100 years on, World War One resonates at Kansas City museum
By Kevin Murphy
KANSAS CITY Mo. (Reuters) - As far as Joan Barkley Wells is concerned, there isn't much reason for calling World War One a forgotten war.
Her late father, World War One veteran John Lewis Barkley, received the Medal of Honor - America's highest military award - for valor. It is on display along with his portrait at the National World War I Museum in Kansas City.
Congress selected Kansas City in 2004 as the venue for the official national museum for the war on a site already occupied by the 217-foot tall (66 meters) Liberty Memorial war monument, completed in 1926 on a bluff above the city skyline.
The 100th anniversary this summer of the start of the war is bringing more attention to the museum and the war itself, which Wells feels is overshadowed by World War Two despite the earlier war's lasting significance.
"They are still arguing in some countries about the same things they were arguing about 100 years ago," said Wells, who is 75.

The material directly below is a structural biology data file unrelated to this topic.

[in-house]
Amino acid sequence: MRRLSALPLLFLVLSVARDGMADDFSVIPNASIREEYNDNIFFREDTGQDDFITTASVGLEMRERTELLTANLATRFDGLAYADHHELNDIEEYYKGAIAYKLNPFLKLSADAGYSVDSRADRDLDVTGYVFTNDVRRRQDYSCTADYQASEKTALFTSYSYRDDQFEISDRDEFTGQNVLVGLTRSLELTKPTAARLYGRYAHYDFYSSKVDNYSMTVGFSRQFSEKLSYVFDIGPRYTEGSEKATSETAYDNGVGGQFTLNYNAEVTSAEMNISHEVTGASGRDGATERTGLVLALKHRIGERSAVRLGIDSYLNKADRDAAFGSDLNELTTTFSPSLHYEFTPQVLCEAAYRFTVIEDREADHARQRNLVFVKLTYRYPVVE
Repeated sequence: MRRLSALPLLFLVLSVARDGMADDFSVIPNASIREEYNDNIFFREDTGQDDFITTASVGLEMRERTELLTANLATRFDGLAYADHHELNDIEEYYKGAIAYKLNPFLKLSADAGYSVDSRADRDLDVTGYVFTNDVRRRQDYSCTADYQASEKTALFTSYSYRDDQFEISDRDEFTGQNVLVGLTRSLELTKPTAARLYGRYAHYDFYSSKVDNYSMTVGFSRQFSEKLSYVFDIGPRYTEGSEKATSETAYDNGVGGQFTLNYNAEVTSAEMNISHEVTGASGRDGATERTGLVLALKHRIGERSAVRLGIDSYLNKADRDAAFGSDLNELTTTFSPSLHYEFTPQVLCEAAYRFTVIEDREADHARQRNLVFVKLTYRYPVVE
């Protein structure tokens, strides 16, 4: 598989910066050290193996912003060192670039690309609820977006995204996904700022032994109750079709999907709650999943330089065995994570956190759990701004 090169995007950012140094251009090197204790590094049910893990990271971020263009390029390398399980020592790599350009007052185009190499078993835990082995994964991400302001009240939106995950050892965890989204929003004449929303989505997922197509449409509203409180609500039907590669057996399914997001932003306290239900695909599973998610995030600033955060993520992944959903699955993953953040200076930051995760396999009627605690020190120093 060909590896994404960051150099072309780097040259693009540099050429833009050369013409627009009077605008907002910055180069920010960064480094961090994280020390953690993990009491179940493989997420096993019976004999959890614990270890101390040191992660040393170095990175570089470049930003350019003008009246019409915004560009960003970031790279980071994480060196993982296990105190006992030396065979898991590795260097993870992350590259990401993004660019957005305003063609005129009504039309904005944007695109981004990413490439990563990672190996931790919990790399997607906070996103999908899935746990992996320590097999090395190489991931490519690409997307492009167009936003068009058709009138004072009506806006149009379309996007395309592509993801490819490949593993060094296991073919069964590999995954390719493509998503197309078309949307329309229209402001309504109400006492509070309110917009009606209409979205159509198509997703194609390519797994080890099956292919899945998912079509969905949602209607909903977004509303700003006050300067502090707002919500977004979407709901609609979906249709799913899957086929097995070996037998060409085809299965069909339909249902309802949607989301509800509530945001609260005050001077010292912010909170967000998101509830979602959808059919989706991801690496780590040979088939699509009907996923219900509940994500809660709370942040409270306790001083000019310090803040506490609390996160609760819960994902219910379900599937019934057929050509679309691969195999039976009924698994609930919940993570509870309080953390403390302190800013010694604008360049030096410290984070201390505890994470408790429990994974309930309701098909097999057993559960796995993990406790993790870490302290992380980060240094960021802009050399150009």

Some empires crumbled, others rose and boundaries were reshaped in the Middle East and the Balkans by the war that ensnared 36 countries, setting up a century of territorial conflicts and establishing the United States as a global power.
The war gave independence to Poland and several Russian territories. It left a defeated Germany humiliated, sowing the seeds for the rise of the Nazis that fueled World War Two.
"We live with the impact of 'The Great War' every day," said Matthew Naylor, president and chief executive of the museum. "There are political issues that are front and center of our experience right now, particularly in the Middle East." Continued...